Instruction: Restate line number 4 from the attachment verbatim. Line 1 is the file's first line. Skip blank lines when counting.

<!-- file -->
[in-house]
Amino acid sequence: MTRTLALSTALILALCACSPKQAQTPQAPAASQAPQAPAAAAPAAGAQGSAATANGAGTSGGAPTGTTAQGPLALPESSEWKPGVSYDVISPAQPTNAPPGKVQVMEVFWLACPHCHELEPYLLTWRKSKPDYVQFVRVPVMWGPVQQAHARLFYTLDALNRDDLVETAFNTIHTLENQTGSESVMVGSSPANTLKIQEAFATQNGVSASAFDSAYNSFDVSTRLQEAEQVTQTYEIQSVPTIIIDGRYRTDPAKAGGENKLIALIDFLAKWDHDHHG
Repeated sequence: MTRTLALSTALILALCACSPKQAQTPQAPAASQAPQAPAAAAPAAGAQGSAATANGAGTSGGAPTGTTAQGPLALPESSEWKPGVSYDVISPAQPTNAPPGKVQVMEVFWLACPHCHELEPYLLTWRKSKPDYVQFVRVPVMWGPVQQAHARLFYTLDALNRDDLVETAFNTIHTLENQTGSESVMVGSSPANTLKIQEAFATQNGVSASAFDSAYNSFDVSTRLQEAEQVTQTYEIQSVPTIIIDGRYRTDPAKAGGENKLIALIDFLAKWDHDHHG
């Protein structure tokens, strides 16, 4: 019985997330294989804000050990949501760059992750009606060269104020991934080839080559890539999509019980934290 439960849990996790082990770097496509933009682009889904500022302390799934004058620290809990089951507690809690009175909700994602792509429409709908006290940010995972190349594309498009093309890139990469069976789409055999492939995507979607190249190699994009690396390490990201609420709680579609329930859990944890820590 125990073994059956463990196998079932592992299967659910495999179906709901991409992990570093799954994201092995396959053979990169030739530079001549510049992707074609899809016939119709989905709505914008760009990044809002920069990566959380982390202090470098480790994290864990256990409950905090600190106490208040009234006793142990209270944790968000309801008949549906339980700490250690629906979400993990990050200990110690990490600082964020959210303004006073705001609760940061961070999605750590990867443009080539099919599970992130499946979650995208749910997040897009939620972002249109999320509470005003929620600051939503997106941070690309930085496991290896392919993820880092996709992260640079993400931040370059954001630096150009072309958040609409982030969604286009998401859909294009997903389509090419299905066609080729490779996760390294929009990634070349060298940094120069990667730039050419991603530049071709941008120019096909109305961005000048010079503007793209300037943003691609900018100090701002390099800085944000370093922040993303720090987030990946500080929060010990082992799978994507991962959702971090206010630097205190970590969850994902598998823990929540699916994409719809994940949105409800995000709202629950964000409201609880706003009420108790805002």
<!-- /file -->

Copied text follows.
């Protein structure tokens, strides 16, 4: 019985997330294989804000050990949501760059992750009606060269104020991934080839080559890539999509019980934290 439960849990996790082990770097496509933009682009889904500022302390799934004058620290809990089951507690809690009175909700994602792509429409709908006290940010995972190349594309498009093309890139990469069976789409055999492939995507979607190249190699994009690396390490990201609420709680579609329930859990944890820590 125990073994059956463990196998079932592992299967659910495999179906709901991409992990570093799954994201092995396959053979990169030739530079001549510049992707074609899809016939119709989905709505914008760009990044809002920069990566959380982390202090470098480790994290864990256990409950905090600190106490208040009234006793142990209270944790968000309801008949549906339980700490250690629906979400993990990050200990110690990490600082964020959210303004006073705001609760940061961070999605750590990867443009080539099919599970992130499946979650995208749910997040897009939620972002249109999320509470005003929620600051939503997106941070690309930085496991290896392919993820880092996709992260640079993400931040370059954001630096150009072309958040609409982030969604286009998401859909294009997903389509090419299905066609080729490779996760390294929009990634070349060298940094120069990667730039050419991603530049071709941008120019096909109305961005000048010079503007793209300037943003691609900018100090701002390099800085944000370093922040993303720090987030990946500080929060010990082992799978994507991962959702971090206010630097205190970590969850994902598998823990929540699916994409719809994940949105409800995000709202629950964000409201609880706003009420108790805002």